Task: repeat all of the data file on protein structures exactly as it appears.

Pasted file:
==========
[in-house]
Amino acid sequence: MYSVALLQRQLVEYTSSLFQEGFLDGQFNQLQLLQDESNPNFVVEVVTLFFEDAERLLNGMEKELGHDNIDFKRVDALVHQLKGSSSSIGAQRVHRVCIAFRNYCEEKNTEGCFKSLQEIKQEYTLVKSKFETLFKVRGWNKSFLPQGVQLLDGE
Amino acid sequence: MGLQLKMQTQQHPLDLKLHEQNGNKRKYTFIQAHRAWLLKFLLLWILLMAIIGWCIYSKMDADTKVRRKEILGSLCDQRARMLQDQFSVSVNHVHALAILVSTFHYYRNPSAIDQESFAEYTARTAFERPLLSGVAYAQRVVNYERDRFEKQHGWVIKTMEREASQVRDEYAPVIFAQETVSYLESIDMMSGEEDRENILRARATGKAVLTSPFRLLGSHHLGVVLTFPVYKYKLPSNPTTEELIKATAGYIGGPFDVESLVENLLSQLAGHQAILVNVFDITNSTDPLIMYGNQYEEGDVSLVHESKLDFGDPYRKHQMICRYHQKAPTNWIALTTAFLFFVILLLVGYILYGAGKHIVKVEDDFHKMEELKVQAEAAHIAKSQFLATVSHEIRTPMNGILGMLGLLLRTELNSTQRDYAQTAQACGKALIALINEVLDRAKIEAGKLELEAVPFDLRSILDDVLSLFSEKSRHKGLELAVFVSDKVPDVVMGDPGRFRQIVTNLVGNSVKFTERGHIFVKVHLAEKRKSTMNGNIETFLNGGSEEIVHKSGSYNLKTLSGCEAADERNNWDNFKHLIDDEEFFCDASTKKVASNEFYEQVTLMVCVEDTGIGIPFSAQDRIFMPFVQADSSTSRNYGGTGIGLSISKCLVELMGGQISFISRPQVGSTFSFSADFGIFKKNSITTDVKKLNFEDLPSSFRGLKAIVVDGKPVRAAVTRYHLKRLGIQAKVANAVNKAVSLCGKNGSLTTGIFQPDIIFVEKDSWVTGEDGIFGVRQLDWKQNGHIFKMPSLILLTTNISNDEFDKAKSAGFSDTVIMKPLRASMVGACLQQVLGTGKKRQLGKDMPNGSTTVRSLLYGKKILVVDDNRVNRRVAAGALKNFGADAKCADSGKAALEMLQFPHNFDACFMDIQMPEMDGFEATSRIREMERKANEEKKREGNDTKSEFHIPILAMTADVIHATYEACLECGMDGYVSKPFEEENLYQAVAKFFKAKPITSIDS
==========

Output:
[in-house]
Amino acid sequence: MYSVALLQRQLVEYTSSLFQEGFLDGQFNQLQLLQDESNPNFVVEVVTLFFEDAERLLNGMEKELGHDNIDFKRVDALVHQLKGSSSSIGAQRVHRVCIAFRNYCEEKNTEGCFKSLQEIKQEYTLVKSKFETLFKVRGWNKSFLPQGVQLLDGE
Amino acid sequence: MGLQLKMQTQQHPLDLKLHEQNGNKRKYTFIQAHRAWLLKFLLLWILLMAIIGWCIYSKMDADTKVRRKEILGSLCDQRARMLQDQFSVSVNHVHALAILVSTFHYYRNPSAIDQESFAEYTARTAFERPLLSGVAYAQRVVNYERDRFEKQHGWVIKTMEREASQVRDEYAPVIFAQETVSYLESIDMMSGEEDRENILRARATGKAVLTSPFRLLGSHHLGVVLTFPVYKYKLPSNPTTEELIKATAGYIGGPFDVESLVENLLSQLAGHQAILVNVFDITNSTDPLIMYGNQYEEGDVSLVHESKLDFGDPYRKHQMICRYHQKAPTNWIALTTAFLFFVILLLVGYILYGAGKHIVKVEDDFHKMEELKVQAEAAHIAKSQFLATVSHEIRTPMNGILGMLGLLLRTELNSTQRDYAQTAQACGKALIALINEVLDRAKIEAGKLELEAVPFDLRSILDDVLSLFSEKSRHKGLELAVFVSDKVPDVVMGDPGRFRQIVTNLVGNSVKFTERGHIFVKVHLAEKRKSTMNGNIETFLNGGSEEIVHKSGSYNLKTLSGCEAADERNNWDNFKHLIDDEEFFCDASTKKVASNEFYEQVTLMVCVEDTGIGIPFSAQDRIFMPFVQADSSTSRNYGGTGIGLSISKCLVELMGGQISFISRPQVGSTFSFSADFGIFKKNSITTDVKKLNFEDLPSSFRGLKAIVVDGKPVRAAVTRYHLKRLGIQAKVANAVNKAVSLCGKNGSLTTGIFQPDIIFVEKDSWVTGEDGIFGVRQLDWKQNGHIFKMPSLILLTTNISNDEFDKAKSAGFSDTVIMKPLRASMVGACLQQVLGTGKKRQLGKDMPNGSTTVRSLLYGKKILVVDDNRVNRRVAAGALKNFGADAKCADSGKAALEMLQFPHNFDACFMDIQMPEMDGFEATSRIREMERKANEEKKREGNDTKSEFHIPILAMTADVIHATYEACLECGMDGYVSKPFEEENLYQAVAKFFKAKPITSIDS